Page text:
Friday, May 6, 2011

The WSJ Magazine: "The Old World Artistry Behind the Modern House of Chanel"


In a time when the bygone era of haute ateliers have slowly disappeared from the big fashion houses, Chanel has kept the art of fine craftsmanship alive.  In our fast paced world, the need for "fast fashion" has overtaken our need for fine works of art like hand beading and embroidery.  Chanel, however, has made the most backward progressive move.  Seven specialized ateliers in Paris have been bought up by Chanel over the last nine years.  Some of these ateliers have been around for over 150 years.  Not only did Chanel save their dying art but it uses them to continue on with the house's very own couture techniques and style.

 The Seven Ateliers of Chanel

Lemarié When Chanel introduced her famous molded flower, it was Andre Lemarié who helped create it.  They've made these flowers into everything from tweed to cardboard.  About 20,000 are produced each year for Chanel.  What is their other specialty? Feathers, from ostrich to swans and peacocks, their stockpile of feathers can't be beat. 

Lesage:  Founded in 1924, this house of embroidery was purchased in 2002 by Chanel.  It is the most famous of all ateliers who was often frequented by Poiret and Schiaparelli.  Francois Lesage, second generation embroiderer, and his team produces about 100 new samples for each couture collection after Karl Lagerfield provide them his sketches.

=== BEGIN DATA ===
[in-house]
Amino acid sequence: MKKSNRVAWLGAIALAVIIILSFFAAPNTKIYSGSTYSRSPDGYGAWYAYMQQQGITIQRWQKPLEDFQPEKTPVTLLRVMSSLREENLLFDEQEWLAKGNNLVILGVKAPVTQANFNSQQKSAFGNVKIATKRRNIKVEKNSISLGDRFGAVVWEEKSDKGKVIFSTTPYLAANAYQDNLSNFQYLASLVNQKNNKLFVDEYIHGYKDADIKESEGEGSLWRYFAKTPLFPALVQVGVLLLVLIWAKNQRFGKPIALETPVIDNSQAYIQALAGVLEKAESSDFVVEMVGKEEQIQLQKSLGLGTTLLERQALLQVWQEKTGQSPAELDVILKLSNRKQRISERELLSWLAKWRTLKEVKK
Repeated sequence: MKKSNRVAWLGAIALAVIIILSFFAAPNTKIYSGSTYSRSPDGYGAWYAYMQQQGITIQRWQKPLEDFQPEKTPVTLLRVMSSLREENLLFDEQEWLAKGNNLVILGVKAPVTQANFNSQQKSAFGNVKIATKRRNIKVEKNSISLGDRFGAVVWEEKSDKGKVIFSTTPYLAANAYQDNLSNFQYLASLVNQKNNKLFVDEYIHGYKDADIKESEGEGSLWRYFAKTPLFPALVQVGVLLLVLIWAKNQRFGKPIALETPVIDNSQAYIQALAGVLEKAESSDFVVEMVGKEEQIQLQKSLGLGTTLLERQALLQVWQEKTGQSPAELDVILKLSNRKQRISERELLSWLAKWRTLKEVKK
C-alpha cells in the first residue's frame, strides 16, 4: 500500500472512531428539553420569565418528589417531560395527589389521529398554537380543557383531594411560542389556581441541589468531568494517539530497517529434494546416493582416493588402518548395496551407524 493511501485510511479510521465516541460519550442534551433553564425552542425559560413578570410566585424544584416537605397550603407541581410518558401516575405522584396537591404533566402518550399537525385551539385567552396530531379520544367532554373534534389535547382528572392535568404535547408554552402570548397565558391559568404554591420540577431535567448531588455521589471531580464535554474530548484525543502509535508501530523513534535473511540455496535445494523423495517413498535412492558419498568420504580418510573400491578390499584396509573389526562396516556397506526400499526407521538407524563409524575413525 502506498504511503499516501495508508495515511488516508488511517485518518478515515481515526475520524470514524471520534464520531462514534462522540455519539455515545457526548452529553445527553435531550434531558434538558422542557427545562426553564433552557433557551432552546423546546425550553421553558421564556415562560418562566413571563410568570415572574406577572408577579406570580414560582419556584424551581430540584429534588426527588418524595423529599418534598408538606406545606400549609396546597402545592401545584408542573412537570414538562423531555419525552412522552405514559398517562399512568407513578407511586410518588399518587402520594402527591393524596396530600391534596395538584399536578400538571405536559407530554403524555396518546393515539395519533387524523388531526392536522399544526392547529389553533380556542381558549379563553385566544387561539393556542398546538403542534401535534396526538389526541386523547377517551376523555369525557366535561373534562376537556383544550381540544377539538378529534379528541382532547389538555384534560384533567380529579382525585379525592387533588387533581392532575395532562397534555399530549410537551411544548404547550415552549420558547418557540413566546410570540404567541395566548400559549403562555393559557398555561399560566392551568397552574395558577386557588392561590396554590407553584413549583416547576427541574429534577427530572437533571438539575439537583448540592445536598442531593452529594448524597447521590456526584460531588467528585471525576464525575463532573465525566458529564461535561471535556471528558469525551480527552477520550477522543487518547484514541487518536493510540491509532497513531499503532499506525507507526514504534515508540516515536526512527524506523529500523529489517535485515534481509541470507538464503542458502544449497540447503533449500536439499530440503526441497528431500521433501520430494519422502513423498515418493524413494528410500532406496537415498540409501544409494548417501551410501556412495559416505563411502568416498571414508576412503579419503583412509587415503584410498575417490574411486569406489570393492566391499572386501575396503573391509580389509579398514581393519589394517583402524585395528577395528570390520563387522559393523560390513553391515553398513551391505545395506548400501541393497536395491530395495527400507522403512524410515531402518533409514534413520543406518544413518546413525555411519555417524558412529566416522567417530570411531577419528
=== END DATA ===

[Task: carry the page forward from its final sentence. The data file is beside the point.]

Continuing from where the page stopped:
Guillet The silky flowers have been in bloom since 1896.  From silk, velvet to lace, Guillet have created these floral staple of Chanel for years. 

Maison Michel Since 1936, this Parisian milliner has been perfecting its art in head wear.  Their hats are known for its eccentric shapes and form as well as their use of unique materials.  Prior to its lauch within the house of Chanel in 2006, Michel worked with the likes of Givency & Lanvin.

Desrues Known for its crafty skills in the are of costume jewelry, Desrues' relationship with Mademoiselle Chanel started in 1965 when he created her first collection of buttons.  Since then the company has become Chanel's preferred supplier and have worked with Lanvin, Dior, and Yves Saint Laurent.
 Goossens:  Coco Chanel asked Goossens to help design her Byzantine-inspired jewelry that until this day remains Chanel's signature.  The door to Goossens was first opened in 1950 by Robert Goossens.  They specializes in metal ornaments and their clients in those days were the most fashionable.  Frequenters are Pablo Picasso's second wife, Jacqueline Soon, and French poet Louise de Vilmorin.  

Massaro Their custom shoes have graced the feet of Parisians since 1894.  It takes about 40 hours to handwork to complete a pair of their shoes.  What did they do for Chanel? Oh, only designed the house famous flats with the black toe (1957).  The house also works with Christian Dior, Azzedine Alai, and many private clients.

Pre-Fall 2011 Collection

For his pre-fall 2011 collection, Karl Lagerfield's was inspired by Coco Chanel's own inspiration for her first line of costume jewelry launched in the 1920's.  The grand splendor of the Byzance Collection is through its embellished use of glass beading and gold threading through the tweed jacket. 

Bold Colors & Antique Golds

The collection is a cross of modernity and ancient emperialism through its artistic use of jeweled head band and over the top beadings througout.  It's definitely Chanel, you can still see their iconic style and eye for high quality from its chosen material to the crafting.  Very unique indeed.  My favorite? The cream dress up top.

Source of article: WSJ Magazine, May 2011.  Photographs by Benoit Peverelli.  Byzance photos from Vogue France.

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